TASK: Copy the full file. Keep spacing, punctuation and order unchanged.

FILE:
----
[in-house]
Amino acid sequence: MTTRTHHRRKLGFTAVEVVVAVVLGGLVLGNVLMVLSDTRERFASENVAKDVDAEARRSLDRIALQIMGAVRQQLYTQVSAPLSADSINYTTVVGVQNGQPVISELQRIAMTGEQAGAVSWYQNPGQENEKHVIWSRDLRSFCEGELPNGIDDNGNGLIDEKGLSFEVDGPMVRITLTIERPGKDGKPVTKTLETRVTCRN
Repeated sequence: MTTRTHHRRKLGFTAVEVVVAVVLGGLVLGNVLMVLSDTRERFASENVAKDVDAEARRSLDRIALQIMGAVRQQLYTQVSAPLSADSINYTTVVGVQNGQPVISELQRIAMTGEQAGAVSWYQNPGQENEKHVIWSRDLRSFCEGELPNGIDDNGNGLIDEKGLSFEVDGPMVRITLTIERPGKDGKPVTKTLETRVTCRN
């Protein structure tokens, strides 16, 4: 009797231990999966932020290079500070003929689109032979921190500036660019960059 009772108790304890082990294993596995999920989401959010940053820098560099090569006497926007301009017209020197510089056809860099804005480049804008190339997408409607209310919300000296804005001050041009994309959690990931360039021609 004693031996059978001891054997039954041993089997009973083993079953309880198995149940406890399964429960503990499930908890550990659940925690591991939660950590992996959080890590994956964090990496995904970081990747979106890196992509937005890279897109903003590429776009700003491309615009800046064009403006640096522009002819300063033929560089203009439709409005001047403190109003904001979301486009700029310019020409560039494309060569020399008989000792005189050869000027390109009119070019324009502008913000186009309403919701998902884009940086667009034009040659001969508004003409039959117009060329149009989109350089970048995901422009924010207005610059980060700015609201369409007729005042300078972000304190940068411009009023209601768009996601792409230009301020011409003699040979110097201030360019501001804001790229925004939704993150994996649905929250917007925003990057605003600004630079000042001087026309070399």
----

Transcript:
[in-house]
Amino acid sequence: MTTRTHHRRKLGFTAVEVVVAVVLGGLVLGNVLMVLSDTRERFASENVAKDVDAEARRSLDRIALQIMGAVRQQLYTQVSAPLSADSINYTTVVGVQNGQPVISELQRIAMTGEQAGAVSWYQNPGQENEKHVIWSRDLRSFCEGELPNGIDDNGNGLIDEKGLSFEVDGPMVRITLTIERPGKDGKPVTKTLETRVTCRN
Repeated sequence: MTTRTHHRRKLGFTAVEVVVAVVLGGLVLGNVLMVLSDTRERFASENVAKDVDAEARRSLDRIALQIMGAVRQQLYTQVSAPLSADSINYTTVVGVQNGQPVISELQRIAMTGEQAGAVSWYQNPGQENEKHVIWSRDLRSFCEGELPNGIDDNGNGLIDEKGLSFEVDGPMVRITLTIERPGKDGKPVTKTLETRVTCRN
């Protein structure tokens, strides 16, 4: 009797231990999966932020290079500070003929689109032979921190500036660019960059 009772108790304890082990294993596995999920989401959010940053820098560099090569006497926007301009017209020197510089056809860099804005480049804008190339997408409607209310919300000296804005001050041009994309959690990931360039021609 004693031996059978001891054997039954041993089997009973083993079953309880198995149940406890399964429960503990499930908890550990659940925690591991939660950590992996959080890590994956964090990496995904970081990747979106890196992509937005890279897109903003590429776009700003491309615009800046064009403006640096522009002819300063033929560089203009439709409005001047403190109003904001979301486009700029310019020409560039494309060569020399008989000792005189050869000027390109009119070019324009502008913000186009309403919701998902884009940086667009034009040659001969508004003409039959117009060329149009989109350089970048995901422009924010207005610059980060700015609201369409007729005042300078972000304190940068411009009023209601768009996601792409230009301020011409003699040979110097201030360019501001804001790229925004939704993150994996649905929250917007925003990057605003600004630079000042001087026309070399």